11.                 GlobalVariables.enemyList.Remove(enemy);
    12.  
    13.                 Destroy(enemy);
    14.             }
    15.             else
    16.             {
    17.                 enemy.GetComponent<Enemy>().health -= 10;
    18.                 if (enemy.GetComponent<Enemy>().health <= 0)
    19.                 {
    20.                     GlobalVariables.enemyList.Remove(enemy);
    21.                     Destroy(enemy);
    22.                 }
    23.             }
    24.         }
    You should not, however, remove the enemy from the list while you are still using the list in the for-loop. Instead, you could, for instance, create a local list, save all enemies that should be removed in there and remove them once you are done in the for-loop. Doing this, you could also keep your foreach-loop because you no longer modify it while in the foreach-loop.

    Code (CSharp):
    1.         List<GameObject> removing = new List<GameObject>(GlobalVariables.enemyList.Count);
    2.         for (int i = 0; i < GlobalVariables.enemyList.Count; i++)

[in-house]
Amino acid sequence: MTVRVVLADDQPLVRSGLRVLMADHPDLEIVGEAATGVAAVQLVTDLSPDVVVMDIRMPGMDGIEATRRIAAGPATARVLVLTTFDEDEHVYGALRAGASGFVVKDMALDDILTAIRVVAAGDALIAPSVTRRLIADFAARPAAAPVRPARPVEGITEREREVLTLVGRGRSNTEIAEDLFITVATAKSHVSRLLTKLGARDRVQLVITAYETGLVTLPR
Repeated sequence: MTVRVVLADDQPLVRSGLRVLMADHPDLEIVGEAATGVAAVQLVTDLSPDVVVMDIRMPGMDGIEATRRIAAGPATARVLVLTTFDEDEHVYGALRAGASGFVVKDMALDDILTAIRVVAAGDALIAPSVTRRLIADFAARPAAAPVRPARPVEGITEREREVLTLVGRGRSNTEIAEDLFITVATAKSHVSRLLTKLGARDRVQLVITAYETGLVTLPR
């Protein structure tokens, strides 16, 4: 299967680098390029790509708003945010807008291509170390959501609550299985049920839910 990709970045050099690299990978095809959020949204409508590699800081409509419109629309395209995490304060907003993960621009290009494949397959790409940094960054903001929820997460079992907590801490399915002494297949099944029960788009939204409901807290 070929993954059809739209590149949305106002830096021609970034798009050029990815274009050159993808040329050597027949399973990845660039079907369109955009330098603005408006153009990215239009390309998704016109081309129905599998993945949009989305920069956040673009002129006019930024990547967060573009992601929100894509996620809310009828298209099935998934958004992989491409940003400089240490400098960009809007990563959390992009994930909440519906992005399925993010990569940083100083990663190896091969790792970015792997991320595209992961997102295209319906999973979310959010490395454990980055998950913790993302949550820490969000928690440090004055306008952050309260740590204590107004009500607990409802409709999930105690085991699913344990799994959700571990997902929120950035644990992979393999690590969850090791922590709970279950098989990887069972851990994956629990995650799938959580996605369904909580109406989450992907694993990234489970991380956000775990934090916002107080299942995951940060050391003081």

3.         {
    4.             GameObject enemy = GlobalVariables.enemyList[i];
    5.             if (Vector3.Distance(transform.position, enemy.transform.position) > 4)
    6.             {
    7.                 break;
    8.             }
    9.  
    10.             if (powerup)
    11.             {
    12.                 removing.Add(enemy);
    13.             }
    14.             else
    15.             {
    16.                 enemy.GetComponent<Enemy>().health -= 10;
    17.                 if (enemy.GetComponent<Enemy>().health <= 0)
    18.                 {
    19.                     removing.Add(enemy);
    20.                 }
    21.             }
    22.         }
    23.  
    24.         for (int index = 0; index < removing.Count; index++)
    25.         {
    26.             GlobalVariables.enemyList.Remove(removing[index]);
    27.             Destroy(removing[index]);
    28.         }
     
    ItsMeJohnstee likes this.